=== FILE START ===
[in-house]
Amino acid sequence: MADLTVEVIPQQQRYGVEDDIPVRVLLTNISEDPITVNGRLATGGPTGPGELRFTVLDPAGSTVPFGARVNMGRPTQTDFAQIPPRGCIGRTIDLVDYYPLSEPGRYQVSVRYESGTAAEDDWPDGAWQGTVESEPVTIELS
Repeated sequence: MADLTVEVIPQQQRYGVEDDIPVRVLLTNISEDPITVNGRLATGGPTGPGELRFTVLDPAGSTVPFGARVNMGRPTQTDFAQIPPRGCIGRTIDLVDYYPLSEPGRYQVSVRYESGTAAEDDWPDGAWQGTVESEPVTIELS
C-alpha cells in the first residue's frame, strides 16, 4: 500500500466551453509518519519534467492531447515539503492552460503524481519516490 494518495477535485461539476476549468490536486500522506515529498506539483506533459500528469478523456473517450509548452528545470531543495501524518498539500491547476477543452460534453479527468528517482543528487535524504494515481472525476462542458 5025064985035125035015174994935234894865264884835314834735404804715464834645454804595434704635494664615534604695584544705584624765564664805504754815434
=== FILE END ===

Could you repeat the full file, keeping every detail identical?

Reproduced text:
[in-house]
Amino acid sequence: MADLTVEVIPQQQRYGVEDDIPVRVLLTNISEDPITVNGRLATGGPTGPGELRFTVLDPAGSTVPFGARVNMGRPTQTDFAQIPPRGCIGRTIDLVDYYPLSEPGRYQVSVRYESGTAAEDDWPDGAWQGTVESEPVTIELS
Repeated sequence: MADLTVEVIPQQQRYGVEDDIPVRVLLTNISEDPITVNGRLATGGPTGPGELRFTVLDPAGSTVPFGARVNMGRPTQTDFAQIPPRGCIGRTIDLVDYYPLSEPGRYQVSVRYESGTAAEDDWPDGAWQGTVESEPVTIELS
C-alpha cells in the first residue's frame, strides 16, 4: 500500500466551453509518519519534467492531447515539503492552460503524481519516490 494518495477535485461539476476549468490536486500522506515529498506539483506533459500528469478523456473517450509548452528545470531543495501524518498539500491547476477543452460534453479527468528517482543528487535524504494515481472525476462542458 5025064985035125035015174994935234894865264884835314834735404804715464834645454804595434704635494664615534604695584544705584624765564664805504754815434